Polish company has developed a plastic-to-fuel technology. This might be a solution to the waste problem
Globally, there are nearly 5 billion tonnes of plastic waste left unused. A partial solution to the problem could come in the form of a plastic-to-fuel technology. Plastic waste can become a source of fuel as effective as petrol and diesel fuel. A unique technology for its conversion has been developed by a Polish company. As required by a draft EU Directive, large-scale recipients will now have to use biofuels as well, which includes fuels made from plastic.
“The fuel we are producing is basically no different from petrol or diesel fuel. But it does bring some environmental advantages. First because in the manufacturing process we got rid of plastics which pollute the environment, oceans included. If we don’t do something about it, by 2050 we will be seeing more plastics than fish in the oceans. Secondly, as compared to the conventional crude oil, using plastic to produce one litre of fuel reduces carbon dioxide emissions by about 12.5 percent, quite as much as mining for crude oil which is also more emission-conducive, because plastics are already there. And thirdly, with plastic waste being produced locally, we don’t have to import crude oil from the Middle East or Russia, which also adds to reduced carbon dioxide emissions,” Susan Kim-Chomicka, CEO of Handerek Technologies, told the Newseria Innowacje information agency.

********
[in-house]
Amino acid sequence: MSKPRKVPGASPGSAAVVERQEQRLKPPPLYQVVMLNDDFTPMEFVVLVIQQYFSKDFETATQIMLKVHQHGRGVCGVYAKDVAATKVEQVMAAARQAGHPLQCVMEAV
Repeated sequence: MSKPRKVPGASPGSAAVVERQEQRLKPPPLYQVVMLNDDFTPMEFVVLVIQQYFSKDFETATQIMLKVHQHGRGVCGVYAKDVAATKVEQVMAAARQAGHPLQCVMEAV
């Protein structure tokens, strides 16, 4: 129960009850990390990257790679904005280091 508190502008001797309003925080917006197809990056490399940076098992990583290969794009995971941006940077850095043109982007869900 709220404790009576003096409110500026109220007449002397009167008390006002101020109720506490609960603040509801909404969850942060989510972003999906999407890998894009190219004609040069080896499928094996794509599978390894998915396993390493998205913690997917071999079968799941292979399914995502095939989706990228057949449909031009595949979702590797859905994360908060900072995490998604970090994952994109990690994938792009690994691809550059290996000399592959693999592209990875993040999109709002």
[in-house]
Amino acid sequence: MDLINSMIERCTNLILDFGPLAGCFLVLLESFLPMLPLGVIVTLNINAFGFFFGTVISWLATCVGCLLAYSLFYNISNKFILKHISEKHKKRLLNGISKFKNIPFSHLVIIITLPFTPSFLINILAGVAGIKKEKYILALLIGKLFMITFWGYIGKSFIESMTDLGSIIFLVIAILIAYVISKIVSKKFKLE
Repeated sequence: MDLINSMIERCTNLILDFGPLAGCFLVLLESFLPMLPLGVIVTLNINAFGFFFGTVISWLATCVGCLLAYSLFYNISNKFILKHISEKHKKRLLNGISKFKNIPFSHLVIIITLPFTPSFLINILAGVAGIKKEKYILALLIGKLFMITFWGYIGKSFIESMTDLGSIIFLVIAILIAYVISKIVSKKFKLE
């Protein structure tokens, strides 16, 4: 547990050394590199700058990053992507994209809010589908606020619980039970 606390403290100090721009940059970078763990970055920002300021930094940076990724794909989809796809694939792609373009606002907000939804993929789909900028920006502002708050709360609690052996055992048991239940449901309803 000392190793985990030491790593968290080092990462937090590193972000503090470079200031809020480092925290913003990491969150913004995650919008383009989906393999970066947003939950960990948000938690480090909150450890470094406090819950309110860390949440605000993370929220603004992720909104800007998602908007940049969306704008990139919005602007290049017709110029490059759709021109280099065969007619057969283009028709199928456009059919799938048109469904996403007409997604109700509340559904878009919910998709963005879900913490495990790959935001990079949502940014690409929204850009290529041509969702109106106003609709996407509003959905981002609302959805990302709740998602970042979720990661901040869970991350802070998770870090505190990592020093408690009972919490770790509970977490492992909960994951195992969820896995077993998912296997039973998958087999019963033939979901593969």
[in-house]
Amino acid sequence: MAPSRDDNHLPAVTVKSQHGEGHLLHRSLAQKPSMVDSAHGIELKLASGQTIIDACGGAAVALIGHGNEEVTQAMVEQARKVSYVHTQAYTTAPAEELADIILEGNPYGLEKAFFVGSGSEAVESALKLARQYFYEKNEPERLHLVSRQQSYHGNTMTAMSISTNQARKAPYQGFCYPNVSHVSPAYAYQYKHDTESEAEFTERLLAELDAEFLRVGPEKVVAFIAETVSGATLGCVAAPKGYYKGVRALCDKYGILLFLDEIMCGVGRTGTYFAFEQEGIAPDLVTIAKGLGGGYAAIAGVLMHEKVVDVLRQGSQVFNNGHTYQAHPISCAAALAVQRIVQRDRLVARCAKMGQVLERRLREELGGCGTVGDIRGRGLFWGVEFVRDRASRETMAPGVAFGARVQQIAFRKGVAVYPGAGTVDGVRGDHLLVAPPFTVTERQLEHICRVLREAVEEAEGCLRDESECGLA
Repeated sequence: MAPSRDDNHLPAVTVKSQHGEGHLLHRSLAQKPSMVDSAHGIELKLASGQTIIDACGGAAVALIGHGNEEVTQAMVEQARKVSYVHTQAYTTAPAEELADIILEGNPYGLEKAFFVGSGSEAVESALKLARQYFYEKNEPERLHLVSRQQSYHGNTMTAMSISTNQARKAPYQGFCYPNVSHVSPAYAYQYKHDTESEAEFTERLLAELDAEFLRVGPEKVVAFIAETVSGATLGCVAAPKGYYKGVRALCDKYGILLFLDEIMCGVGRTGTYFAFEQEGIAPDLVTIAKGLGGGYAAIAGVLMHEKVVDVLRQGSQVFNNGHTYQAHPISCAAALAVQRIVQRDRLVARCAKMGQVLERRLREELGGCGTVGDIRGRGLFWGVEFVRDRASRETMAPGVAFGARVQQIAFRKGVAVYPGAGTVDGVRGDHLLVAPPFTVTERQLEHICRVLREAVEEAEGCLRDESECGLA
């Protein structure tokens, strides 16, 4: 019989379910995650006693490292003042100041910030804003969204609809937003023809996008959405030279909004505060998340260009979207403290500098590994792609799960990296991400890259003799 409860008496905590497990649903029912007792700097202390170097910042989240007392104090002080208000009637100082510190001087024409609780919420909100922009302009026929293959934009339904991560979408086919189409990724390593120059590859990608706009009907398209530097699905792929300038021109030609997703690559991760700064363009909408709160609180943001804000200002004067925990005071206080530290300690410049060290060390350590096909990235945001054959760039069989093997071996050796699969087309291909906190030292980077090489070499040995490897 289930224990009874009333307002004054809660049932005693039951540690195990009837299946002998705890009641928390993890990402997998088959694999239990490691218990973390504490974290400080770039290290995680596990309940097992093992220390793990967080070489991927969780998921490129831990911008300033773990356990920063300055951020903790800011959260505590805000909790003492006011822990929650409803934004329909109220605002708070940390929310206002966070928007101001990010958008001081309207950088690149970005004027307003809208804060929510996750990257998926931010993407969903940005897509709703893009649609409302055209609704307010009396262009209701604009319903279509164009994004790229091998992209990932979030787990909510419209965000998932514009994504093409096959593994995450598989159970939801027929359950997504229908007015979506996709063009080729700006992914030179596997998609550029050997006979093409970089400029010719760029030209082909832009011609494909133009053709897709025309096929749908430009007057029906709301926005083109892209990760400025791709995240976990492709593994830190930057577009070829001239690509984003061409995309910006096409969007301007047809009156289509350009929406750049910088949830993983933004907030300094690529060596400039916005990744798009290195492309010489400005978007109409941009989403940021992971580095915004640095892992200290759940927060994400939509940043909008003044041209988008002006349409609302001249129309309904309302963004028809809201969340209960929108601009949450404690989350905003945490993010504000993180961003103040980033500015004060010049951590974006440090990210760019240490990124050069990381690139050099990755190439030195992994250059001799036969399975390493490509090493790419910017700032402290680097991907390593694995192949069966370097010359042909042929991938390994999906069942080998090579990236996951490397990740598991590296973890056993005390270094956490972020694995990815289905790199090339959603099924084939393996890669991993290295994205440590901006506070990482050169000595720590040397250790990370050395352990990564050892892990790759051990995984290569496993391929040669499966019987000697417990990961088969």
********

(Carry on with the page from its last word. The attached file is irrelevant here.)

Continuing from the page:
The technology devised by Handerek Technologies, a finalist at the national stage of the PowerUp contest, makes it possible to convert plastic waste into liquid fuels with a quality matching that of regular petrol or diesel fuel, for use with vehicles and machinery. During a low-pressure process, the technology turns plastic waste which cannot be recycled any further into fully refined fractions of diesel fuel and petrol.
Not only is this technology cost-effective and not requiring any subsidisation, but it is also self-sufficient energetically and does not generate any unusable waste as a by-product. A kilogram of waste can be turned into a litre of liquid fuel such as the EN590 diesel fuel, the EN228 petrol, and jet fuel. However, this recycled fuel will not be available at petrol stations.
“Even if we do convert the entire plastic stock, the resulting fuel will make up a mere three percent of the global petroleum output. That’s just not enough to be offered at petrol stations. However, the draft version of the EU Fuel Directive contains a provision stating that the biofuel category also covers fuels produced from waste, including plastic. In this situation, large-scale recipients will have to collect some of the fuel back from us, so that they can meet the future EU requirements,” Susan Kim-Chomicka notes.